Bingman’s narrative is an exciting glimpse into Alaska and its people, written with travel-book detail, knowledge, and flair.
Les Bingman’s spiritually affirming memoir Adventures in Alaska with My Angel Joe explores life in the rugged Alaskan wilds from a believer’s perspective.
Some would read this memoir and call Bingman lucky, but he argues that all credit goes to his guardian angel, Joe. His adventure-filled life is spent flying old, sometimes unreliable planes, hunting in the Alaskan wilderness, and fishing its dangerous waters. Each such adventure is presented in a roughly chronological fashion, beginning in the 1960s.
Bingman’s world involves frequent danger to his life and limb, with almost airplane crashes, near drownings, fights, and other perils. Miraculous survivals are attributed to God—and Joe.
Joe serves almost as a good-luck charm who makes everything miraculous possible. Joe is silent in Bingman’s adventures; his presence is evident through Bingman’s awareness of God’s providence during events that might have ended tragically. His presence also lends humor to the story, as when Bingman writes that Joe probably hoped that flying a bigger airplane would make things easier, but instead, “the bigger the airplane, the harder his job.”
Near calamities abound from chapter to chapter, but while the audience might find Bingman’s adventures terrifying—proof that maybe it doesn’t make sense to fly old planes in the Alaskan bush—Bingman does not. He narrates with good humor and liveliness, transforming harrowing accounts into life-affirming, exhilarating explorations of what’s possible, even in the midst of near tragedies. Each blown-out engine, slip into frigid waters, and landing mishap becomes a chance for a prayer and a reminder that God is in control.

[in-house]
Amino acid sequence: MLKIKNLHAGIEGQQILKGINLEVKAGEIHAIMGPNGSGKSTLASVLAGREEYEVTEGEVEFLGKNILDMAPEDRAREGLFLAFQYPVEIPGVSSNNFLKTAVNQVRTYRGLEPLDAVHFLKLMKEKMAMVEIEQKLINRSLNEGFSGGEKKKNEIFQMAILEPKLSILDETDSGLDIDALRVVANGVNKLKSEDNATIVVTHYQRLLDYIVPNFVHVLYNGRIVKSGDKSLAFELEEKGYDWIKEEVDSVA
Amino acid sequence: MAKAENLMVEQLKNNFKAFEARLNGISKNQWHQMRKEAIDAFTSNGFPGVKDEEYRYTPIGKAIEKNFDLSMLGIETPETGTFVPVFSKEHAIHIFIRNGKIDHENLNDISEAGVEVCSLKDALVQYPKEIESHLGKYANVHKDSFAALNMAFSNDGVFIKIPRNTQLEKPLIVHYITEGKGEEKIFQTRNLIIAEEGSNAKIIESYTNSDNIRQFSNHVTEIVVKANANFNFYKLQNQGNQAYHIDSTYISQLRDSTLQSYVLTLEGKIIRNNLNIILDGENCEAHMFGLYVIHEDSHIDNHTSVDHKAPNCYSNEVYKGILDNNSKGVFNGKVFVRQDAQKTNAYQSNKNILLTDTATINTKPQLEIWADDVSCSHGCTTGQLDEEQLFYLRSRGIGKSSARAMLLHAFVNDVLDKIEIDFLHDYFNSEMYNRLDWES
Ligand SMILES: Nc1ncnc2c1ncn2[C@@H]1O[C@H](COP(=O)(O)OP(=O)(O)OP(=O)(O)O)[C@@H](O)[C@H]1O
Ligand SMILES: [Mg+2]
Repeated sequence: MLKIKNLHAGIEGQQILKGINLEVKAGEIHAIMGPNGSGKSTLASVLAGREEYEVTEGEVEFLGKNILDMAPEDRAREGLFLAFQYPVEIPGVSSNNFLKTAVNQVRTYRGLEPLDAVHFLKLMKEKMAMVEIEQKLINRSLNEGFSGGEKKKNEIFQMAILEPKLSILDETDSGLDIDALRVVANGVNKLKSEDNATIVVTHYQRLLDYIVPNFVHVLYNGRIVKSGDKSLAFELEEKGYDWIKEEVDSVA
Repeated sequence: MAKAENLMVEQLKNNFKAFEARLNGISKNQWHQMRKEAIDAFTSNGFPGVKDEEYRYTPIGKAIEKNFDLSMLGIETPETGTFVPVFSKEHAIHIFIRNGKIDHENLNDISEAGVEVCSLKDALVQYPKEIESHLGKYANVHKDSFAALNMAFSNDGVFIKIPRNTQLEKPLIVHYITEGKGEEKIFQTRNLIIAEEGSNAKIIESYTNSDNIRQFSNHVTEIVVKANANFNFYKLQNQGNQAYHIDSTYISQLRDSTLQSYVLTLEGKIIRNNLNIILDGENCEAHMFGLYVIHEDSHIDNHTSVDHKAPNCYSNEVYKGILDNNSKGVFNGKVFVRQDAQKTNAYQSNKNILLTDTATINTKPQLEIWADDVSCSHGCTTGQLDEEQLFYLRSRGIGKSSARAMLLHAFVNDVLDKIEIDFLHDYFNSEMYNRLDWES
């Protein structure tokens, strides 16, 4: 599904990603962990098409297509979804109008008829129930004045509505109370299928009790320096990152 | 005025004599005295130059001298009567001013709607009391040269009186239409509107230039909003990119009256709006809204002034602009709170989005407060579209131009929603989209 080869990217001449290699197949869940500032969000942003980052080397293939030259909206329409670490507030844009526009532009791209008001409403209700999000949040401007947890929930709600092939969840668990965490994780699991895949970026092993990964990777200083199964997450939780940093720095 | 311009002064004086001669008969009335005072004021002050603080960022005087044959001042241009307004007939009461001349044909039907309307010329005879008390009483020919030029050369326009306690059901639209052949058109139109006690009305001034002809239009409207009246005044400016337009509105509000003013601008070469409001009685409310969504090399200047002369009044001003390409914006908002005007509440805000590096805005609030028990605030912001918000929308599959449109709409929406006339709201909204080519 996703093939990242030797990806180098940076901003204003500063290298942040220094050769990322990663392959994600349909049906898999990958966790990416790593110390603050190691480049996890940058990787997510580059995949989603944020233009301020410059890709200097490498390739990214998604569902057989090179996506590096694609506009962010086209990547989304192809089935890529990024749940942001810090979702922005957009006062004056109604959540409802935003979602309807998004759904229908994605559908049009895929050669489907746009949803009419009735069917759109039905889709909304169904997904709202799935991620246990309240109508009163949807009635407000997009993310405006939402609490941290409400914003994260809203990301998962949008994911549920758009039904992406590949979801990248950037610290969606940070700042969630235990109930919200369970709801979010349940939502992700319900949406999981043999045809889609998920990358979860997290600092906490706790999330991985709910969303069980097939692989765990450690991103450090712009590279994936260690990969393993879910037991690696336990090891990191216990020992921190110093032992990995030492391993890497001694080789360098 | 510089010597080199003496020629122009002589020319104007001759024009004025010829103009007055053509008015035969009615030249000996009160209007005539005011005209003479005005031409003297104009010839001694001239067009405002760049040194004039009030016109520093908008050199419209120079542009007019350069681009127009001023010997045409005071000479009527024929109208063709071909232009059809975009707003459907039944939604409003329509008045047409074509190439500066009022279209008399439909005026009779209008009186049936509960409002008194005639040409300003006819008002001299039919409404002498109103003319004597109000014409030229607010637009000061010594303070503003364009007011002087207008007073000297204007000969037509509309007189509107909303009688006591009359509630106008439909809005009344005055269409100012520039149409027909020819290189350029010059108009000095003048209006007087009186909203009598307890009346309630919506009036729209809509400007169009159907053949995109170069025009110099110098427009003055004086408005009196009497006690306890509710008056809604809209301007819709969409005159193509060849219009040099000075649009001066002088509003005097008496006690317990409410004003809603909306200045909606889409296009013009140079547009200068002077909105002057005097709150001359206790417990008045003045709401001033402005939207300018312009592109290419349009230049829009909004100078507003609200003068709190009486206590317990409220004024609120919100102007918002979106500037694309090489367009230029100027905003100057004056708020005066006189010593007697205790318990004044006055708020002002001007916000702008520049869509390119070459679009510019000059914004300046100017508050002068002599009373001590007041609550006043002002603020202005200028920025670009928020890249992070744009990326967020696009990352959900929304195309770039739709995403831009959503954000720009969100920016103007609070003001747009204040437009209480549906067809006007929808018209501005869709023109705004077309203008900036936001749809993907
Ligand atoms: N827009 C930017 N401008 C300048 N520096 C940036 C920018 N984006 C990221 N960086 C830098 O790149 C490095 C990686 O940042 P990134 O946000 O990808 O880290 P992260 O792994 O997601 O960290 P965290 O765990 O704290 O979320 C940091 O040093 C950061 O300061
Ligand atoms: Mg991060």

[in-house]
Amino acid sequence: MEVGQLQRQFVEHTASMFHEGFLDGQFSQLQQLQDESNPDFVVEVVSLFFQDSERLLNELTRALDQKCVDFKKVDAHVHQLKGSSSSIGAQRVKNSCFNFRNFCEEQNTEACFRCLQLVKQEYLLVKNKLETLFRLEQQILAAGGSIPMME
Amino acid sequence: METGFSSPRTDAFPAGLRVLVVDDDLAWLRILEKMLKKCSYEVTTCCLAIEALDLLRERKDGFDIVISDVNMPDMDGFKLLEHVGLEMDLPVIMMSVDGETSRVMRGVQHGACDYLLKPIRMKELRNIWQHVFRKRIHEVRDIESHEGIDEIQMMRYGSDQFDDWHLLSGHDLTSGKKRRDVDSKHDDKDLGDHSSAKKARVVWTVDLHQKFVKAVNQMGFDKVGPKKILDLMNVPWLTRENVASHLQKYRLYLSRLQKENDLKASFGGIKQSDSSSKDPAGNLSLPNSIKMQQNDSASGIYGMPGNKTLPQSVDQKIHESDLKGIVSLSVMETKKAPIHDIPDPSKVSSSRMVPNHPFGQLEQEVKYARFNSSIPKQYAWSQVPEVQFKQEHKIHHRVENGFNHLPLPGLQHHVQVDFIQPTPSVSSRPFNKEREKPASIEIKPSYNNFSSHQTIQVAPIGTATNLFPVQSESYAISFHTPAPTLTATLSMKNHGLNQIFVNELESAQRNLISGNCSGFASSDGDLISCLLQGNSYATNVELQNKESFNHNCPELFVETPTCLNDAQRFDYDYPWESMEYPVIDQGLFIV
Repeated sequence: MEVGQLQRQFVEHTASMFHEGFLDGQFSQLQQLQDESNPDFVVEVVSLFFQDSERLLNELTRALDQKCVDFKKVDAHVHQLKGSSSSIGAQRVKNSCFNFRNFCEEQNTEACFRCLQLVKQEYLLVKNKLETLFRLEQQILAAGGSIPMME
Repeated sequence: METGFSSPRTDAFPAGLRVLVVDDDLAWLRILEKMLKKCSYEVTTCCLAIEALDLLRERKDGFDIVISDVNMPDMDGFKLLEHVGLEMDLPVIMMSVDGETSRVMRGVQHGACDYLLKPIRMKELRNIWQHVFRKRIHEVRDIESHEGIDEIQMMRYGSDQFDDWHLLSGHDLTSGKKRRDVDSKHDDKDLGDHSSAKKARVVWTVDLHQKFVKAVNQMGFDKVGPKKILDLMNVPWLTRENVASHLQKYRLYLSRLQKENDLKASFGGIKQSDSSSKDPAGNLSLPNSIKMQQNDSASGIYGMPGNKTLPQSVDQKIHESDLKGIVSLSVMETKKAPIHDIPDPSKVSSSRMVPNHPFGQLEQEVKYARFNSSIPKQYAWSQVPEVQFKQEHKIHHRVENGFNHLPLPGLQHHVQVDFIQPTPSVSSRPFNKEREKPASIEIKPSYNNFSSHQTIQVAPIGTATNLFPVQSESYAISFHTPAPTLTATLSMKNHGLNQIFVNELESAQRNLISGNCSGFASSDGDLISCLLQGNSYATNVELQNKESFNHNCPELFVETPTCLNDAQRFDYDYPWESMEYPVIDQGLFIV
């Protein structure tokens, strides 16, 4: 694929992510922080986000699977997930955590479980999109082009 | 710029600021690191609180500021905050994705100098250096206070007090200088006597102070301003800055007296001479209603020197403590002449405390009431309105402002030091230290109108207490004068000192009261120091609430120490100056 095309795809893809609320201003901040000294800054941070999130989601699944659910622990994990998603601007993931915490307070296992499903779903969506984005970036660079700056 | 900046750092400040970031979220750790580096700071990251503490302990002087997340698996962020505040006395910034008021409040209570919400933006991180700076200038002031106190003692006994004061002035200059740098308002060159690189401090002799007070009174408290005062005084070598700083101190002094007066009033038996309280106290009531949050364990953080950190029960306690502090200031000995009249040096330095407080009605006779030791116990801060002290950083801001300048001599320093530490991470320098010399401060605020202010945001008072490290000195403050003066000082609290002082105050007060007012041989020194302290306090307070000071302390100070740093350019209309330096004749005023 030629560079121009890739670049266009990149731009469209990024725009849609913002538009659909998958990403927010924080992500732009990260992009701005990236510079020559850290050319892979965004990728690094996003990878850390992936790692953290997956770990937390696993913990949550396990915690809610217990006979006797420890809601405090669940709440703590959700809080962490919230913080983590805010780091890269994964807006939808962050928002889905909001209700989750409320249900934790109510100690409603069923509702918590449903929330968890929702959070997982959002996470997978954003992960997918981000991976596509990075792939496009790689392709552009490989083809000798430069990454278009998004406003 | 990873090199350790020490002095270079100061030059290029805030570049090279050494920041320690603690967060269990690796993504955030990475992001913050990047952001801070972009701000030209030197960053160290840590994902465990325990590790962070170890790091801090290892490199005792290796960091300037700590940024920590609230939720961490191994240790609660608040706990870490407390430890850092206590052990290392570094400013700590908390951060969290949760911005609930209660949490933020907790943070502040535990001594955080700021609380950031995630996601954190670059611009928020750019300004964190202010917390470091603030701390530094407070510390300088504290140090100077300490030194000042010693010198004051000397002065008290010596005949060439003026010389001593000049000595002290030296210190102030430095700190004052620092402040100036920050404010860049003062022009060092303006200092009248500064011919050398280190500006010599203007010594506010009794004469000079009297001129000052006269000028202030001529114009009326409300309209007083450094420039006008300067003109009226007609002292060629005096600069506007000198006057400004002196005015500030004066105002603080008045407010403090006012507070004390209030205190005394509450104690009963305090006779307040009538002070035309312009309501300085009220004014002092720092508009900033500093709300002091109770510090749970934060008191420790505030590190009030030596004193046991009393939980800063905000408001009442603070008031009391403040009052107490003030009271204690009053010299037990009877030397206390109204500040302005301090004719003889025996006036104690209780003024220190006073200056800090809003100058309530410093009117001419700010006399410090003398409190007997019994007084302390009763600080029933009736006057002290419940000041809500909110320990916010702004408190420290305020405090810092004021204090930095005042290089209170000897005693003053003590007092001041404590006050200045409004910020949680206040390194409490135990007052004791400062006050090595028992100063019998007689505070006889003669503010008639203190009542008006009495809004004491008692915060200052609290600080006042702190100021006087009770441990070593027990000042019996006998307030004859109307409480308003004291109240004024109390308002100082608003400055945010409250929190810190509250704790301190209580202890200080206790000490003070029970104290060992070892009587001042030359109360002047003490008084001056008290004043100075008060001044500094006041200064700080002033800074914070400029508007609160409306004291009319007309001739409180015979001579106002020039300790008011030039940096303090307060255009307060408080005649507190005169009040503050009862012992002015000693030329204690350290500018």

Writing is evocative and punchy, with enough details and personalities to really sell Bingman’s incredible stories, about events like when “angels flew” his airplane, and Bingman found his body “postured in an aerodynamic racing stance” just before he “smashed” the throttle and narrowly avoided hitting a plow truck. Each of the planes that he flies are lovingly recalled with specifics regarding types, engines, and curious mechanical quirks.
The characters who populate this memoir are archetypes of experiences, such as a crew bodybuilder who once ripped off his shirt to scare away a rival fishing boat, or Bingman’s father, who provides well-timed wisdom about handling situations. The nameless bush pilots whom Bingman comes to idolize as he learns to fly, navigate, and make his way in the world add additional color.
Bingman’s narrative is an exciting glimpse into Alaska and its people, written with travel-book detail, knowledge, and flair. And as much as it is a record of experiences, the book remains most about finding God’s fingerprints in the world.
Adventures explores the Alaskan wilderness and spiritual possibilities with equal panache and gusto.
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